Late Start: More than just Sleeping In?


Photo by Sirene Blair

Jacie Wach, Staff Writer

Bingham has always been known for its traditions. This may explain why it was the last school in Jordan School District to implement a late start Friday policy. In fact, Bingham didn’t necessarily choose to begin late start, rather we were required to due to a new policy in our district. Although many students see late start merely as a day to catch up on sleep or eat a nice breakfast, most don’t know about the behind the scenes work going on during late start Fridays. While students are enjoying their extra time, teachers and administrators are enjoying—or in some cases, suffering through— what some have dubbed glorified faculty meetings.

These meetings involve not only Bingham, but the entire district.  The district is working towards creating a Professional Learning Community.  There is a set schedule for what each Friday morning meeting is to contain. Some meetings involve teachers meeting with all other teachers in the district who are in the same department (so all of the district’s English teachers would meet together, all the Science teachers, etc). Advocates of the Professional Learning Communities meetings believe that this collaboration will improve test scores and competency.    According to Dr. Rich Price, “The focus here is to make dialogue better between teachers in order to help better serve the students.”

In these PLC meetings, teachers discuss how to raise test scores and improve learning and competency in core classes.

While all of these ideas sound great on paper, some teachers and students are wondering whether the pros will outweigh the cons. Perhaps the biggest disadvantage to late start is the time cut out of classes. How are teachers expected to increase competency and test scores when they are forced to shorten lessons to fit into shorter class periods? This is just one bit of the flawed logic behind late start Fridays.

For instance, eighth period classes are fifteen minutes shorter on Fridays. If a student was to attend a math class eighth period on a Friday, their teacher would still have a full math lesson planned, but less time to teach it. This means more homework for students, because they will have less time in class to complete assignments. Less class time causes more homework, and less time students have to get help from their teachers. This is especially troublesome for concurrent and AP classes, which follow schedules religiously.

Mr. Crump, who teaches AP Political Science has noticed a difference since late start has been implemented. He noted, “It has hurt my classes. I am behind schedule, and so are my students. With this added onto assembly schedules, I’m spending much less time with them, which is very important in some classes.”

Furthermore, teachers are also unavailable to help students before school on Fridays as well.  Students have realized that PLC meetings mean that the library is closed to any students who need to use computers or any other media center resources during PLC periods.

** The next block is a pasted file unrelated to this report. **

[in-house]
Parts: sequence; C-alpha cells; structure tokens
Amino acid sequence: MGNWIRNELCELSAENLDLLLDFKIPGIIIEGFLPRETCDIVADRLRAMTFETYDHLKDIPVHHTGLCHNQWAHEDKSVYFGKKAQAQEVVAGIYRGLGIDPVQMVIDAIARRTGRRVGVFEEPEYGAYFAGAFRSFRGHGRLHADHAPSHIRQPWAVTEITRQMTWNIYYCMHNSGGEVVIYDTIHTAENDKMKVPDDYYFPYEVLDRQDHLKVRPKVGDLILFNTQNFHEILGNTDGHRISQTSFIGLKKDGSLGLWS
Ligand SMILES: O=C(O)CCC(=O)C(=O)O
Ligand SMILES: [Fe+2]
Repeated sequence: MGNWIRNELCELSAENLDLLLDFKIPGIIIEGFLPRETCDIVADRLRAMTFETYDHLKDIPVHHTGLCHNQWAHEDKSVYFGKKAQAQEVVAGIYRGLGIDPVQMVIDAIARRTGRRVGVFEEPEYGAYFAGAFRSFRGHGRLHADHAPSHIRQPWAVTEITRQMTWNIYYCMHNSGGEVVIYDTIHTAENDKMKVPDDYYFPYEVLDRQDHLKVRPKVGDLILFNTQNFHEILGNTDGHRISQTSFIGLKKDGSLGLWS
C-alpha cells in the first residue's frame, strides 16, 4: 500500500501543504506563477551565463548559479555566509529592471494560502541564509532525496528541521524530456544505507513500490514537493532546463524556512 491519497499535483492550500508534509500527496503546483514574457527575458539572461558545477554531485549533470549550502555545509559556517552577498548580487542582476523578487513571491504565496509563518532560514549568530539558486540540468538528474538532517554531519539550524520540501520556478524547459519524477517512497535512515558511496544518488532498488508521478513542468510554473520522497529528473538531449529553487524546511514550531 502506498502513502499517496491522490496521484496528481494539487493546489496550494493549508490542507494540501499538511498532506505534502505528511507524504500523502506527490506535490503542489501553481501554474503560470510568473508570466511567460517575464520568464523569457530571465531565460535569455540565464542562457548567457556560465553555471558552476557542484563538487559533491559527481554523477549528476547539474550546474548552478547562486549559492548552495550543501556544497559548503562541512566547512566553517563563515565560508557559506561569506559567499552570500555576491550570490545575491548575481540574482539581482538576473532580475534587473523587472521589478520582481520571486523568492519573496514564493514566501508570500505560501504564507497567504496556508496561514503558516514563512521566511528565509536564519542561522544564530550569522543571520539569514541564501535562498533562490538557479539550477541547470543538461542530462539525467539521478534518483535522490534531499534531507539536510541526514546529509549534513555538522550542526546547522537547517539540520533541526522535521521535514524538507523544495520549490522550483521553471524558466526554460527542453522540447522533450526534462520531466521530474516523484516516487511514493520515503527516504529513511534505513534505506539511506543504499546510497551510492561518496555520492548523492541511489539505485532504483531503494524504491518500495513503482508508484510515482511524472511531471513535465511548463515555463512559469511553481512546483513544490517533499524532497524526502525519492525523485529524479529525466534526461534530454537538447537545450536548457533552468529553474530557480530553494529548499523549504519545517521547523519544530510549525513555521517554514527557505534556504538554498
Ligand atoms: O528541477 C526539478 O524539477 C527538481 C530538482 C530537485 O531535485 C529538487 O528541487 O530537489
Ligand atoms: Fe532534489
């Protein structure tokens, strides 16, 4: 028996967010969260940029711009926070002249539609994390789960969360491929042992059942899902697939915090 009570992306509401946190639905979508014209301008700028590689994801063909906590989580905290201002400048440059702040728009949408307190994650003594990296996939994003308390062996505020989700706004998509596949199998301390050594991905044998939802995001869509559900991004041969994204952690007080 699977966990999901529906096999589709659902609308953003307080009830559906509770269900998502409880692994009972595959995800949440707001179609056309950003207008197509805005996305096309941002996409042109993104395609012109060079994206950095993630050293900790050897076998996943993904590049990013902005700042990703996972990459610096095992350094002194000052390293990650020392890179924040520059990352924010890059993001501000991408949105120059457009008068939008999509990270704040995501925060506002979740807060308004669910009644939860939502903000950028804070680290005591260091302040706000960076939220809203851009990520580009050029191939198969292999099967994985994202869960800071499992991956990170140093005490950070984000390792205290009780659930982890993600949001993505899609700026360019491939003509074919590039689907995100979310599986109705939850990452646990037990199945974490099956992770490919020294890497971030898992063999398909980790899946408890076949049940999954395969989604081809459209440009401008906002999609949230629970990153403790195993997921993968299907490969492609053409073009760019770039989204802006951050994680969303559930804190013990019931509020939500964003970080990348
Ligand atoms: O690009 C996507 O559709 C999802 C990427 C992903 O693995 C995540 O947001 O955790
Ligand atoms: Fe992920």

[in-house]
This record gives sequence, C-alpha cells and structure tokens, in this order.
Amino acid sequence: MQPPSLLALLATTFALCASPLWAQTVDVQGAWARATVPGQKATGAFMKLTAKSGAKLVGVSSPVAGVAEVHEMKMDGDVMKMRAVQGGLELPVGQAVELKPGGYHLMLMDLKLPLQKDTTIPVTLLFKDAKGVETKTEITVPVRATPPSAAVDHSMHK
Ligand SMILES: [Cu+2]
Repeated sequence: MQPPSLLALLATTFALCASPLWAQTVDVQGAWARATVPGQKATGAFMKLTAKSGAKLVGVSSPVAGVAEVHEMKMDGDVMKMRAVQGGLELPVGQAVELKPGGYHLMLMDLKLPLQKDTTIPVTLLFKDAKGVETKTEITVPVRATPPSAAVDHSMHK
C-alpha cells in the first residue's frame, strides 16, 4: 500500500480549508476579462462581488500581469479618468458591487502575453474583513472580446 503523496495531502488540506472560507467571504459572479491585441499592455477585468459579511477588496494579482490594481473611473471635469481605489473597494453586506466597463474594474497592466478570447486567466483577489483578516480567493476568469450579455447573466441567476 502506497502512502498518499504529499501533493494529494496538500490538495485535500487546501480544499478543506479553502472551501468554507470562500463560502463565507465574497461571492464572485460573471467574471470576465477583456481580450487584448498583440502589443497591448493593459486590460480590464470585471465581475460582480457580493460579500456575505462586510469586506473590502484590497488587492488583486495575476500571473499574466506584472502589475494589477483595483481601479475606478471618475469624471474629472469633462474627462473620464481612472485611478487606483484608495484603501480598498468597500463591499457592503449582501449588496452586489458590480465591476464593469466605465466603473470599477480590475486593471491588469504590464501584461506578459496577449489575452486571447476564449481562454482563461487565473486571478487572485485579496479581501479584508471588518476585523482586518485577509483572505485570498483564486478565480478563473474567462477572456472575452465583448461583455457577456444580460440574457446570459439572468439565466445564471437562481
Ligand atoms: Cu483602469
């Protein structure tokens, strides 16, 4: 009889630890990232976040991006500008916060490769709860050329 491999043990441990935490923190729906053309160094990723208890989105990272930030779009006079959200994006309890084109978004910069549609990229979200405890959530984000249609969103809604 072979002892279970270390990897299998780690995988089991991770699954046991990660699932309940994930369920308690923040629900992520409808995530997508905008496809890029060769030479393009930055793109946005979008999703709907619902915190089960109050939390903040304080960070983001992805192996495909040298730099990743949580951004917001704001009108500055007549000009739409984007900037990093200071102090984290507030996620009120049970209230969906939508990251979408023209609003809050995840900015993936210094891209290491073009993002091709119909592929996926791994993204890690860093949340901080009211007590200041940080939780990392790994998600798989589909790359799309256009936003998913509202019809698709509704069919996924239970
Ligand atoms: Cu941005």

Several students could only name one benefit of late start—an extra hour of sleep. But does one hour of sleep really benefit that much? “Not really, because I’m going to bed an hour later anyways” said senior, Dallin Peterson. This was the case for many students.

Over the span of just one school year with late start, students will miss about 38 hours of total class time. That adds up to about 9 and a half full days of school. Almost 10 hours per class period are being missed. This is about six class periods per period that are being slept away.

Most teachers can’t find many benefits either. Some are stating that these meetings are showing no progress. Others say that the only way to better improve test scores and competency is to actually teach the students—something they can’t do while stuck in “purposeless meetings” as one teacher called them. Some are saying, that they “think the meetings are a good idea in theory, but the way that they are formatted and executed is an utter waste of time. Teachers are spending more time with teachers, hoping to better serve the students. Where’s the sense in that?  This time can’t really be benefiting the students when the time isn’t spent with them, but with teachers, especially some of them don’t even teach the same subjects.”

One major complaint from teachers is that non-core teachers are forced to sit through meetings where the whole entire focus is how to better teach core classes. Where’s the point in that?  One teacher said “it would work much better if the teachers were working with teachers from their departments, and from their school, which is not what is currently happening.”

Bingham has only had a handful of late start Fridays so far this school year, so it may be too early to see any benefit or hindrance from the policy. “We’re hoping that the benefits are more than anything else.” said Dr. Price.  This may be a great new tradition at Bingham. But as for now, the PLC meetings are proving to be quite ineffective, at least from most teachers’ point of view.